CA upholds RTC ruling on tour guide, RH advocate

January 8, 2015 1:24 am 

By Perfecto T. Raymundo

MANILA, Jan. 7 (PNA) — The Court of Appeals (CA) has upheld the Manila Regional Trial Court's (RTC) ruling finding tour guide and Reproductive Health (RH) advocate Carlos Celdran guilty of offending religious feelings under Article 133 of the Revised Penal Code (RPC).

Celdran was meted with the penalty of two months and 21 days as minimum to one year, one month and 11 days of imprisonment for shouting inside Manila Cathedral calling the church should stop meddling in government affairs while holding a “Damaso” sign referring to “Padre Damaso,” the antagonist priest in Rizal’s Noli Me Tangere in 2010.

In a 23-page ruling, the CA's 12th Division through Associate Justice Carmelita Salandanan-Manahan, said that "the RTC was correct when it found that in conformity with one's right to free exercise of religion, the faithful may, within the limit set by laws, rightfully practice and observe their beliefs, unimpeded by unfair interference from other people."

"It goes without saying that those people observing certain form of religion or sect are equally entitled to the state's protection as any of its citizens," the CA said.

The CA turned down Celdran's argument that Article 133 of the RPC shields religion from criticism.

"It imposes a penal sanction on anyone who performs acts notoriously offensive to the feelings of the faithful done inside a place devoted to religious worship or during the celebration of any religious ceremony. The petitioner [Celdran] cannot give any additional meaning to the clear and plain language of the law," the CA said.

The CA added that Celdran's assertion that Article 133 is unconstitutional "lacks substance."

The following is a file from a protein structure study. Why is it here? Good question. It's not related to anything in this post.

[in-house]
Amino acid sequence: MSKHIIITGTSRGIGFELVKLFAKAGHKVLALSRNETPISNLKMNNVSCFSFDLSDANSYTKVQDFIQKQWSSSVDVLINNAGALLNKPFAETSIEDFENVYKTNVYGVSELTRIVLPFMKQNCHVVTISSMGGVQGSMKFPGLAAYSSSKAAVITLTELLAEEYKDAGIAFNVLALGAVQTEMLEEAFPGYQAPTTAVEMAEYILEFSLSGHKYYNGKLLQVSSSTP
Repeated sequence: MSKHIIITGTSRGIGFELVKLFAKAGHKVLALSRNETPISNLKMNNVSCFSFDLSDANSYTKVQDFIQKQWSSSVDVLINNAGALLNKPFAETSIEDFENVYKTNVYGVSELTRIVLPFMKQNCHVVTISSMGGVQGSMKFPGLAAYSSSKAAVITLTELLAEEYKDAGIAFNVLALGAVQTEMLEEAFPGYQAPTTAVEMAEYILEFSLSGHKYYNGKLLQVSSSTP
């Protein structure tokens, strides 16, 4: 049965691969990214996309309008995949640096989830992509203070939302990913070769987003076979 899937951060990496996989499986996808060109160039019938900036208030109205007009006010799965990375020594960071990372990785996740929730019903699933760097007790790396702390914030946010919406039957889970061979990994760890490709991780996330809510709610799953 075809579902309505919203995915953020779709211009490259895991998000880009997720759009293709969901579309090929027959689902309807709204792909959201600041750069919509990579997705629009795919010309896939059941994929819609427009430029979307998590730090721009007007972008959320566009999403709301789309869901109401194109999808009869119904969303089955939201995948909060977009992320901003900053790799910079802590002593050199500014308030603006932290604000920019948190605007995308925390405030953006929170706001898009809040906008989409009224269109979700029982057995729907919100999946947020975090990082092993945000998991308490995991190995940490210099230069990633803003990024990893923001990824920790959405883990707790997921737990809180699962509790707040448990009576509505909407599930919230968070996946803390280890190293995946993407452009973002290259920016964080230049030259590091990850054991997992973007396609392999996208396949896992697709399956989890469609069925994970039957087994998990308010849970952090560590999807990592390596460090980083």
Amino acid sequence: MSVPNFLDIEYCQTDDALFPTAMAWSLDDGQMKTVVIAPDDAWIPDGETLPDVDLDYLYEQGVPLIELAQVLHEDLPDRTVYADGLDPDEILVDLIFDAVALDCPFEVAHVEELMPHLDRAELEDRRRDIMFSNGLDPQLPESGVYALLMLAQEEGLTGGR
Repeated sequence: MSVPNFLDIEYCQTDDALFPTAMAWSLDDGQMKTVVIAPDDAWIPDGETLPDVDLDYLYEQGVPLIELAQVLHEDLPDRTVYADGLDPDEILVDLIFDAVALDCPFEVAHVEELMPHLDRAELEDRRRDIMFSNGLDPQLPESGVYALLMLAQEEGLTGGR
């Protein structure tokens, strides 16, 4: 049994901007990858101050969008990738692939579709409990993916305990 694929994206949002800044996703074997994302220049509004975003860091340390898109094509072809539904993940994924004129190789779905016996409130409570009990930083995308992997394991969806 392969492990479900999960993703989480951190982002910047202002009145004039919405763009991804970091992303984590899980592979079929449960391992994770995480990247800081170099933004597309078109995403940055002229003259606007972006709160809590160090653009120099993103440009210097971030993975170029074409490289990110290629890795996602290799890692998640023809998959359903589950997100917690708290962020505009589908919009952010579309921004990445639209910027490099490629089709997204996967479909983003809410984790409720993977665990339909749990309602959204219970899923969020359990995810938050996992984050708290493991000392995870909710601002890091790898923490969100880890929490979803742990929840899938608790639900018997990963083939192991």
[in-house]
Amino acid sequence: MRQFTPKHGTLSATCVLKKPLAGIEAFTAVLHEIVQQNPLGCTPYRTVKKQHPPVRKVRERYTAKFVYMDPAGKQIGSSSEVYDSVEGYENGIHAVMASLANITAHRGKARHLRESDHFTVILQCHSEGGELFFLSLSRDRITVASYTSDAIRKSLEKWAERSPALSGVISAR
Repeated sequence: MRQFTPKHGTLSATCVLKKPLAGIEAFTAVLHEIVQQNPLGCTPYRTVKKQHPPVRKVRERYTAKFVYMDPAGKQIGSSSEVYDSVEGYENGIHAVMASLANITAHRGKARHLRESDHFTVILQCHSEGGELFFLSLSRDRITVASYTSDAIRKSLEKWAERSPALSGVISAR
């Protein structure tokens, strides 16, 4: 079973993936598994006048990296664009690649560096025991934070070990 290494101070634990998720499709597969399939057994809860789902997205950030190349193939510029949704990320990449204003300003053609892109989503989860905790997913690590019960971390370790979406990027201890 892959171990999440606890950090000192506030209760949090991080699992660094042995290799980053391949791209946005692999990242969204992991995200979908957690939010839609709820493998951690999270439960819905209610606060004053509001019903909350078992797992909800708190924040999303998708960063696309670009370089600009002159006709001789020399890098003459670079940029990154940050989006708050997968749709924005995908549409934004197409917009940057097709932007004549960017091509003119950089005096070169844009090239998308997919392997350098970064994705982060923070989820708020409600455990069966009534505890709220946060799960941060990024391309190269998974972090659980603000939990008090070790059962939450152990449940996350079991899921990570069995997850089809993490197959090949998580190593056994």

"It should be borne in mind that religious freedom, although not unlimited, is a fundamental personal right and liberty, and has a preferred position in the hierarchy of values. It has been said that the religious clauses of the Constitution are all designed to protect the broadest possible liberty of conscience, to allow each man to believe as his conscience directs, to profess his beliefs and to live as he believes he ought to live, consistent with the liberty of others and with the common good," the CA said.

Concurring with the ruling are Associate Justices Japar Dimaampao and Elihu Ybañez.

The case was elevated to the CA after the RTC upheld the ruling of Metropolitan Trial Court (MTC) Branch 4 Judge Juan Bermejo, Jr., who convicted Celdran.

The MTC gave credence to the testimony of the witnesses saying that “the positive declaration of the witnesses for the prosecution and the circumstances surrounding the incident are sufficient to satisfy the quantum of evidence needed for a criminal conviction.”

The case arose from the complaint of violation of Article 133 of the RPC filed by Monsignor Nestor Cerbo of the Manila Cathedral.

Article 133 punishes those who “in a place devoted to religious worship or during the celebration of any religious ceremony shall perform acts notoriously offensive to the feelings of the faithful.” (PNA)



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